The Pope and the pill

Sex, Catholicism and women in post-war England

Author: David Geiringer

On 25 July 1968, Pope Paul VI shook the world. His encyclical letter Humanae Vitae rejected widespread calls to permit use of the contraceptive pill and deemed artificial contraception ‘intrinsically evil’. The Catholic Church is now commonly identified as the antagonist in a story of sixties sexual revolution – a stubborn stone resisting the stream of sex-positive modernity. There has been little consideration of how Catholic women themselves experienced this period of cultural upheaval. This book is about the sexual and religious lives of Catholic women in post-war England. It uses original oral history material to uncover the way Catholic women negotiated spiritual and sexual demands at a moment when the two increasingly seemed at odds with one another. The book also examines the public pronouncements and secretive internal documents of the central Catholic Church, offering a ground-breaking new explanation of the Pope’s decision to prohibit the pill. The materials gathered here provide a fresh perspective on the idea that ‘sex killed God’, reframing dominant approaches to the histories of sex, religion and modernity. The memories of Catholic women help us understand why religious belief does not structure the lives of most English men and women today in the way it did at the close of the Second World War, why sex holds a place of such significance in our modern culture, and crucially, how these two developments related to one another. The book will be essential reading for not only scholars of sexuality, religion, gender and oral history, but anyone interested in post-war social change.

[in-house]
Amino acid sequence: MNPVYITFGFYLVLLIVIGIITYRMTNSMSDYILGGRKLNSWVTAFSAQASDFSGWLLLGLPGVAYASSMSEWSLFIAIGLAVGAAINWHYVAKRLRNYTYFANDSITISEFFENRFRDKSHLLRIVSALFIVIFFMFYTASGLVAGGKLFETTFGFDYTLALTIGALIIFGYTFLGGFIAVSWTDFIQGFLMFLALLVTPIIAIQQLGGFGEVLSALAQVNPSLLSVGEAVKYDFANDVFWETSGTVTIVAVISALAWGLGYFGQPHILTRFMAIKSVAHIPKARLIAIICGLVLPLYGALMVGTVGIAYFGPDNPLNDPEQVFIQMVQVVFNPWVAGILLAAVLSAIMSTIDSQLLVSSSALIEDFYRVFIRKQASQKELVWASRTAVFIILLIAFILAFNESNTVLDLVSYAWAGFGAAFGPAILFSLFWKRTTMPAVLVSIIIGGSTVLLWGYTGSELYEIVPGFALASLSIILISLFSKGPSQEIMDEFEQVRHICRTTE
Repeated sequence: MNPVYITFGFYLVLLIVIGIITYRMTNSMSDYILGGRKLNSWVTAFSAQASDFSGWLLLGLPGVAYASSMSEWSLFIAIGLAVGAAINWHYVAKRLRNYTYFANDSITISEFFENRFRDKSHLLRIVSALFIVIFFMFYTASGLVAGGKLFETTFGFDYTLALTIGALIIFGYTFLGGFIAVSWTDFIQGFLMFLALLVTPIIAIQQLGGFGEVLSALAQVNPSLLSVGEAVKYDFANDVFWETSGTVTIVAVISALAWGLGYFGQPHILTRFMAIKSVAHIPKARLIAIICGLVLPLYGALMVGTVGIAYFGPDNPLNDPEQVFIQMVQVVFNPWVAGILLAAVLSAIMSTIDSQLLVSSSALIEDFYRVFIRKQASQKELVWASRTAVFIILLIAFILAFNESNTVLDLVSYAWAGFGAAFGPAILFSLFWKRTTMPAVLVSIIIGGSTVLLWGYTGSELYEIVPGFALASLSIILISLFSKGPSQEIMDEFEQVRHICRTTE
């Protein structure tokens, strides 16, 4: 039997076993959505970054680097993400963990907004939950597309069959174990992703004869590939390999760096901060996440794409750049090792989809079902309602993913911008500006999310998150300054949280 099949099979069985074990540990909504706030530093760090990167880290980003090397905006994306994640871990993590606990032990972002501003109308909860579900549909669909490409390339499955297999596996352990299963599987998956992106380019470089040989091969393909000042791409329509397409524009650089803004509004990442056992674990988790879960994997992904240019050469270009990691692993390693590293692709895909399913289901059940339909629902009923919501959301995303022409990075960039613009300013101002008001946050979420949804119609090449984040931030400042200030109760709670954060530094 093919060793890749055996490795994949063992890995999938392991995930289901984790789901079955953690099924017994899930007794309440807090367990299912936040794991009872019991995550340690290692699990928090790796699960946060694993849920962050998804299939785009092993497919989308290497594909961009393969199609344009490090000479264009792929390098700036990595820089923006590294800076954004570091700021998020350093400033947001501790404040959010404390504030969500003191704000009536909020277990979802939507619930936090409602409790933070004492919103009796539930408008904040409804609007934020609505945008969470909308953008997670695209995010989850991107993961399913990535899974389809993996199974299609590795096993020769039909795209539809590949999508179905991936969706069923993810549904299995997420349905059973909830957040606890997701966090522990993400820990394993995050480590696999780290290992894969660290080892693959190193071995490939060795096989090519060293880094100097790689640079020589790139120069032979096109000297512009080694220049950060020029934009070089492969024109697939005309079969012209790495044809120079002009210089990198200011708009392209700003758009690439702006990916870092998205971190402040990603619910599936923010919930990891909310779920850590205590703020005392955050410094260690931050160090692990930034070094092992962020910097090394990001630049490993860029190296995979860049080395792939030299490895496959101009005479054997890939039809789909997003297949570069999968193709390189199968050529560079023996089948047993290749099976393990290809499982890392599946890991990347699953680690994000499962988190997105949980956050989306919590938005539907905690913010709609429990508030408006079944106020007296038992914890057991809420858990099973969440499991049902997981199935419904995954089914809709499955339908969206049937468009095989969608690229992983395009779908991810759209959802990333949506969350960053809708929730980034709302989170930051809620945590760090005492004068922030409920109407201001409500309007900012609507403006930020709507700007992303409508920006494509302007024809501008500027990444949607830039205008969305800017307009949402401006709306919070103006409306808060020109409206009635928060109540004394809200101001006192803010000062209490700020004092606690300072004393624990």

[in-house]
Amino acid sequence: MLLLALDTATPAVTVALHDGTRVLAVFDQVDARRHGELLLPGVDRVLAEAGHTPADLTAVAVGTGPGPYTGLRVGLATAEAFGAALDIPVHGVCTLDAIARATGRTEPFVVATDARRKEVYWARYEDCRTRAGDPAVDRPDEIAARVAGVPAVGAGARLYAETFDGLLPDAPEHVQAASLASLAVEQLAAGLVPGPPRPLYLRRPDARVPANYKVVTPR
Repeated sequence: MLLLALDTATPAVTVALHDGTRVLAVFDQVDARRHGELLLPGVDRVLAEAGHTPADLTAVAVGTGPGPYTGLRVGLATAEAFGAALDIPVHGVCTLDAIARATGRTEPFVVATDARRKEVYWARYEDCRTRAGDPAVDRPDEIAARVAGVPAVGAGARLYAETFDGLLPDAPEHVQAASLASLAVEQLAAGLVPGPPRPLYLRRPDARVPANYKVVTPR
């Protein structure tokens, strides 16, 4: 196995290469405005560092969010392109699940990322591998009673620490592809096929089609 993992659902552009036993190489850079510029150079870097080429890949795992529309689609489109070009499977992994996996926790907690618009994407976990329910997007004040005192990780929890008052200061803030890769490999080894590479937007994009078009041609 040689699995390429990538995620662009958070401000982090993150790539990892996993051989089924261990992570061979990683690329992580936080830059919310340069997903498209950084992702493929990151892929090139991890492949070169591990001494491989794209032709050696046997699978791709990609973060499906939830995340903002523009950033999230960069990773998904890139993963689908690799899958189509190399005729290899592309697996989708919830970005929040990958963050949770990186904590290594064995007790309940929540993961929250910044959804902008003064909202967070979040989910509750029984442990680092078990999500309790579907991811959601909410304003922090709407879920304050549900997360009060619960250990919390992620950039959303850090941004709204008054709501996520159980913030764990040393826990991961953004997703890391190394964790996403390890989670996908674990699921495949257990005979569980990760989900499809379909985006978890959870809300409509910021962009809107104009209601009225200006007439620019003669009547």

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‘The Pope and the Pill is a valuable inclusion to the history of sex and history of religion. It acts as a break from traditional interpretations of the sex lives of Catholic women and as a model for academic oral history interviewing.’
Twentieth Century British History
August 2020

‘‘Geiringer offers a fascinating account that goes some way to shedding light on hitherto hidden experiences. By putting testimonies centre stage, Geiringer gives voices, for the first time, to the emotional struggles Catholic women experienced in post-war Britain.’’
Caroline Rusterholz
British Catholic History
October 2020

‘David Geiringer’s fascinating and intimate account of the lived religious experiences of twenty-seven Catholic women in post-war England is highly revealing of the dynamics between social change, one Christian denomination’s response to the 1960s ‘sexual revolution’ and women’s experiences of each ... it should be required reading for any historian of religion, gender, sex and medicine in post-war Britain and beyond.'’
Stephen Parker
Contemporary British History

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